Phillip Reid

Phillip Reid is an English major at Haverford College with a concentration in Peace, Justice, and Human Rights. He is part of a Haverford service organization, Street Outreach, that meets every Wednesday to deliver food to homeless people in Philadelphia’s Logan Circle. This fall, Phillip will be the co-head of Street Outreach.

Photo of Phillip Reid
Phillip Reid
Staff Writer

After he graduates in 2019, he is considering graduate school to further his studies in English or studying Oral History.

In the short term, Phillip said, “I aim to refine my writing and communications capabilities and to develop a high level of social consciousness concerning the history and contemporary persistence of social oppression both domestically and globally.”

Eventually, he would like to work in the nonprofit sphere in a position that allows him to engage his passion for storytelling while raising awareness of injustice.  Phillip wants to be a catalyst for social transformation.

Phillip is someone “who wants to use powerful words to do good things, and to make his mother proud.”

Staff Question: Explain why you believe that immigration is an important issue in our communities that needs to be confronted by our elected officials. 

“What riles me most about the issue of immigration in the U.S. is that stereotypical generalizations so often rob individual immigrants of their agency and refute their vital contributions to society.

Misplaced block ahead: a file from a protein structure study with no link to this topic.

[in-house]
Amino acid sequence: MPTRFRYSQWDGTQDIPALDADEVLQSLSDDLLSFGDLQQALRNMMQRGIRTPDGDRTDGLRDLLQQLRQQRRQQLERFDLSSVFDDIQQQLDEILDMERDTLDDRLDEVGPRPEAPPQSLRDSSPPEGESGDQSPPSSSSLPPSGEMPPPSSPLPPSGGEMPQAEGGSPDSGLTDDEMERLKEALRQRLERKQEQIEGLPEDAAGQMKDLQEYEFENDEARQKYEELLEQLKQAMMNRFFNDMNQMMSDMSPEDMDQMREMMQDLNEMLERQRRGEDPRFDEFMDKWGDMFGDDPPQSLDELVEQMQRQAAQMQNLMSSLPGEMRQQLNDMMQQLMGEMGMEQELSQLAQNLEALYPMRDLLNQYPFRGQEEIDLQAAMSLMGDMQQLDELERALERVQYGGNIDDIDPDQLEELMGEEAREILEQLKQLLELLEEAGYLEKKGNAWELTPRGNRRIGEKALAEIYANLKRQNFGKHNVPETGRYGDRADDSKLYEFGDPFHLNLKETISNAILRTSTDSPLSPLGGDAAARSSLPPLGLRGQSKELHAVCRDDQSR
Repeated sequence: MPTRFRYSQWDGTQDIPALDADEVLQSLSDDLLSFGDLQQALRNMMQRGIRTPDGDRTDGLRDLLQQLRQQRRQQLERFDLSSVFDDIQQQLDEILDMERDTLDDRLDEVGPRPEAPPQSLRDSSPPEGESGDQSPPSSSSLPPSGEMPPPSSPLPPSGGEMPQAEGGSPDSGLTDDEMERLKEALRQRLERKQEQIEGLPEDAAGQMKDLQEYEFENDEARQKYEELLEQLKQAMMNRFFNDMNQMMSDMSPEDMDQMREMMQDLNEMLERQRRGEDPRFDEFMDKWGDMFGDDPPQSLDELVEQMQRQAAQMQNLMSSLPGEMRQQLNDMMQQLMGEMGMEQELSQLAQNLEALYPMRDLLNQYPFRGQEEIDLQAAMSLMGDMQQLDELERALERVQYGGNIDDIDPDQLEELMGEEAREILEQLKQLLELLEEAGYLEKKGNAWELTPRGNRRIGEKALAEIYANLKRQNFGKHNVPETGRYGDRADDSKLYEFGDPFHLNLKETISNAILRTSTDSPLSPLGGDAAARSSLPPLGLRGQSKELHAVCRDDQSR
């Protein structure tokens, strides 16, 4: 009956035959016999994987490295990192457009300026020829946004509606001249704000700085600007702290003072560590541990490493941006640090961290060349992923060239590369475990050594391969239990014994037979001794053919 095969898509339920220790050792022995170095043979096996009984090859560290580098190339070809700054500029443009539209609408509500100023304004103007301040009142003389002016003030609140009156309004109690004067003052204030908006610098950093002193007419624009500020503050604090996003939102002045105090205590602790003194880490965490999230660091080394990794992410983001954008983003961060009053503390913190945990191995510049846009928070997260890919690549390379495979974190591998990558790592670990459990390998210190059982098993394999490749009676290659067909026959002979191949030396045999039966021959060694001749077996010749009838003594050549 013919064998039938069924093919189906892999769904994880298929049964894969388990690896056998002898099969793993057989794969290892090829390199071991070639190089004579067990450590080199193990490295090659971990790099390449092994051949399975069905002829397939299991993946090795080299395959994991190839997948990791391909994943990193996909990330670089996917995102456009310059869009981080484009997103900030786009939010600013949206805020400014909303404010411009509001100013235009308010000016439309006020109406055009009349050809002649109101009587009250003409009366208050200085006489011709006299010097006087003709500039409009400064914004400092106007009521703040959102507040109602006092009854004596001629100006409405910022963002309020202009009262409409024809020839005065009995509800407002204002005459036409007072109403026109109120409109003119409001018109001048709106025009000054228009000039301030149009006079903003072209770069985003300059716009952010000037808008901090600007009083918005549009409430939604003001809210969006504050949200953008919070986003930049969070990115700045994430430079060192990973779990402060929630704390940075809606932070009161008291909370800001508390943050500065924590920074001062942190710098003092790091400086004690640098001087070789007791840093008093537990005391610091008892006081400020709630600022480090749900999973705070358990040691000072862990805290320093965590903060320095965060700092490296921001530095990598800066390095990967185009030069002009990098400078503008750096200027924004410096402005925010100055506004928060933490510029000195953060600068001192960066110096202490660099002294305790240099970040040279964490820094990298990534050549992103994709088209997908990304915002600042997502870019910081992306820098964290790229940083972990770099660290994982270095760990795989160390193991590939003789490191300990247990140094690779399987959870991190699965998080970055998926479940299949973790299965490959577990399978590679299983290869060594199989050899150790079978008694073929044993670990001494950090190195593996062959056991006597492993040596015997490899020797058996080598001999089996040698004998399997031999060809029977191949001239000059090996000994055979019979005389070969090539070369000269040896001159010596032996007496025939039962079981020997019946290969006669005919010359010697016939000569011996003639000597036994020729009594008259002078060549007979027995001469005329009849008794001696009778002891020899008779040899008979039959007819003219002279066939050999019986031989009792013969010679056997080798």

Each generation of immigrants faces the same stereotypes: that they are lazy, dangerous, leeching off the country’s prosperity.

“While the Donald Trump presidency has certainly brought anti-immigrant sentiment once again to the fore of domestic politics, the reality is that this sort of xenophobic animosity has always existed in the American soul. So pervasive has this animosity been throughout our country’s history that the meaning of word “immigrant,” in a U.S. context, has become dramatically distorted … [and] has taken on a pejorative connotation. In this all-too-often deployed pejorative sense, the term is not used to detail merely one aspect of individual identity, but rather to establish an idea, a fictional preconception of the immigrant “other” that obscures the identities of the intensely diverse assortment of individuals to whom it is applied.

“The daily fears faced by U.S. immigrants, coupled with the patterns of prejudice that influence the dominant majority’s perception of them, are what make immigration a U.S. domestic issue of primary importance. Compassion is indeed one of the most powerful and intuitive ways in which we can address the complex network of immigrant-directed prejudices that undergirds the U.S. social imaginary. When we make space for the sharing of individual immigration narratives and for revealing the truths of an individual immigrant’s daily life, their own trials and triumphs, we are able to combat that homogenizing, pejorative use of the word immigrant …”

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